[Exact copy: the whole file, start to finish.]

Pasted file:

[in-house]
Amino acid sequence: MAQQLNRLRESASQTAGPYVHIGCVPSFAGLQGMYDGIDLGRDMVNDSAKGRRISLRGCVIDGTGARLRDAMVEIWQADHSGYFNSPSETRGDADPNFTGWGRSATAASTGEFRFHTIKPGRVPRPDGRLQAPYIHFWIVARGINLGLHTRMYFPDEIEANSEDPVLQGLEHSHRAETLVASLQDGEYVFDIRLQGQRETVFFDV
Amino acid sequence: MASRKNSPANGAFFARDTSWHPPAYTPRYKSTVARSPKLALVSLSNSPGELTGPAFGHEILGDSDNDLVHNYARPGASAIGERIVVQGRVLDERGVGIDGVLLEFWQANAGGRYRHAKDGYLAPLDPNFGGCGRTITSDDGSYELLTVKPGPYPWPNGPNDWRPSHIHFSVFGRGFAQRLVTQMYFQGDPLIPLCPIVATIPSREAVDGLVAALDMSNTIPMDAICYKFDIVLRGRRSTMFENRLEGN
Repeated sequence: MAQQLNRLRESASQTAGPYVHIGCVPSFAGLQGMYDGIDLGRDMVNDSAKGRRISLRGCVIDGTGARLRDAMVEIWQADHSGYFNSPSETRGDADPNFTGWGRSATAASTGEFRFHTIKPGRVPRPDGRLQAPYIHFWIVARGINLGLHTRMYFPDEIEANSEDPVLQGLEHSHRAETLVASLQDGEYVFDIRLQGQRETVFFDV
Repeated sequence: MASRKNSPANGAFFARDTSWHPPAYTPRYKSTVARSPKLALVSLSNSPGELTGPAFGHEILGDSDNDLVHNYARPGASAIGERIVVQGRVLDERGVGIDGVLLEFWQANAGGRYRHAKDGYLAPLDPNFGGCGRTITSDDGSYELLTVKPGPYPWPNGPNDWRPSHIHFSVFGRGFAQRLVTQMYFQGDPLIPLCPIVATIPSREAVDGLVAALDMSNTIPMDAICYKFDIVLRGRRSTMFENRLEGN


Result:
[in-house]
Amino acid sequence: MAQQLNRLRESASQTAGPYVHIGCVPSFAGLQGMYDGIDLGRDMVNDSAKGRRISLRGCVIDGTGARLRDAMVEIWQADHSGYFNSPSETRGDADPNFTGWGRSATAASTGEFRFHTIKPGRVPRPDGRLQAPYIHFWIVARGINLGLHTRMYFPDEIEANSEDPVLQGLEHSHRAETLVASLQDGEYVFDIRLQGQRETVFFDV
Amino acid sequence: MASRKNSPANGAFFARDTSWHPPAYTPRYKSTVARSPKLALVSLSNSPGELTGPAFGHEILGDSDNDLVHNYARPGASAIGERIVVQGRVLDERGVGIDGVLLEFWQANAGGRYRHAKDGYLAPLDPNFGGCGRTITSDDGSYELLTVKPGPYPWPNGPNDWRPSHIHFSVFGRGFAQRLVTQMYFQGDPLIPLCPIVATIPSREAVDGLVAALDMSNTIPMDAICYKFDIVLRGRRSTMFENRLEGN
Repeated sequence: MAQQLNRLRESASQTAGPYVHIGCVPSFAGLQGMYDGIDLGRDMVNDSAKGRRISLRGCVIDGTGARLRDAMVEIWQADHSGYFNSPSETRGDADPNFTGWGRSATAASTGEFRFHTIKPGRVPRPDGRLQAPYIHFWIVARGINLGLHTRMYFPDEIEANSEDPVLQGLEHSHRAETLVASLQDGEYVFDIRLQGQRETVFFDV
Repeated sequence: MASRKNSPANGAFFARDTSWHPPAYTPRYKSTVARSPKLALVSLSNSPGELTGPAFGHEILGDSDNDLVHNYARPGASAIGERIVVQGRVLDERGVGIDGVLLEFWQANAGGRYRHAKDGYLAPLDPNFGGCGRTITSDDGSYELLTVKPGPYPWPNGPNDWRPSHIHFSVFGRGFAQRLVTQMYFQGDPLIPLCPIVATIPSREAVDGLVAALDMSNTIPMDAICYKFDIVLRGRRSTMFENRLEGN